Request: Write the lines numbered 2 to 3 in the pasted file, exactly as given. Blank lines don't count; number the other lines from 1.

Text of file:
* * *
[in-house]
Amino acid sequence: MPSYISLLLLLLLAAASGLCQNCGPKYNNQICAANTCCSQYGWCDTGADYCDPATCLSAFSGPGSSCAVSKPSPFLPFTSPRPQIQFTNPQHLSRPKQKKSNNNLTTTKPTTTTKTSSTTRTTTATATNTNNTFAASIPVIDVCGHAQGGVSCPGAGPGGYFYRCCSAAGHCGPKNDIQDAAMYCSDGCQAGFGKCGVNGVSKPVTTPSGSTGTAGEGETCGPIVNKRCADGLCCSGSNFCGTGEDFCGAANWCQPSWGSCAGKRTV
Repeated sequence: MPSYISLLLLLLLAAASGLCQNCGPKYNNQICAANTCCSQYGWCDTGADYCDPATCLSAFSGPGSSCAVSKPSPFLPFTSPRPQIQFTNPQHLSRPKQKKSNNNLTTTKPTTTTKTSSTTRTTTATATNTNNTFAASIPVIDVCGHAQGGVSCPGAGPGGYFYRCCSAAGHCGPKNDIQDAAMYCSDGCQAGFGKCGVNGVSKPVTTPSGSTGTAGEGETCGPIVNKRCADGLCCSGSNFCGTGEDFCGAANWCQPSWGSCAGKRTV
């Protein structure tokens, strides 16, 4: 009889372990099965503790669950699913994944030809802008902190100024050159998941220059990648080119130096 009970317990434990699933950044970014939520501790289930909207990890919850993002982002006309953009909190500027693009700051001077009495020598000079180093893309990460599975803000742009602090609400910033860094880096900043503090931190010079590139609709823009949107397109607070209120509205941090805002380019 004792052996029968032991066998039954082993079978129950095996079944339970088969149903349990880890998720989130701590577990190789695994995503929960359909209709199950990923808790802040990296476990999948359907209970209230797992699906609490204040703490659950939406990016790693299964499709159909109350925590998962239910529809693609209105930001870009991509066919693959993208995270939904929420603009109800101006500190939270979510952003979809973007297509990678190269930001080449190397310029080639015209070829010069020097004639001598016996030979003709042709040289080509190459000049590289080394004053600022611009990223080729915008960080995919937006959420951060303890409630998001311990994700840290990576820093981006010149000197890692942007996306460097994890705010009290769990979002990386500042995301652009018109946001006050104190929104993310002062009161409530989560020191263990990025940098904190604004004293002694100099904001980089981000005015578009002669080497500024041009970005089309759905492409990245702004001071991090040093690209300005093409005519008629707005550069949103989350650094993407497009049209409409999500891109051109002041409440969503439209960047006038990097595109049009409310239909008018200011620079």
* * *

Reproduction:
Amino acid sequence: MPSYISLLLLLLLAAASGLCQNCGPKYNNQICAANTCCSQYGWCDTGADYCDPATCLSAFSGPGSSCAVSKPSPFLPFTSPRPQIQFTNPQHLSRPKQKKSNNNLTTTKPTTTTKTSSTTRTTTATATNTNNTFAASIPVIDVCGHAQGGVSCPGAGPGGYFYRCCSAAGHCGPKNDIQDAAMYCSDGCQAGFGKCGVNGVSKPVTTPSGSTGTAGEGETCGPIVNKRCADGLCCSGSNFCGTGEDFCGAANWCQPSWGSCAGKRTV
Repeated sequence: MPSYISLLLLLLLAAASGLCQNCGPKYNNQICAANTCCSQYGWCDTGADYCDPATCLSAFSGPGSSCAVSKPSPFLPFTSPRPQIQFTNPQHLSRPKQKKSNNNLTTTKPTTTTKTSSTTRTTTATATNTNNTFAASIPVIDVCGHAQGGVSCPGAGPGGYFYRCCSAAGHCGPKNDIQDAAMYCSDGCQAGFGKCGVNGVSKPVTTPSGSTGTAGEGETCGPIVNKRCADGLCCSGSNFCGTGEDFCGAANWCQPSWGSCAGKRTV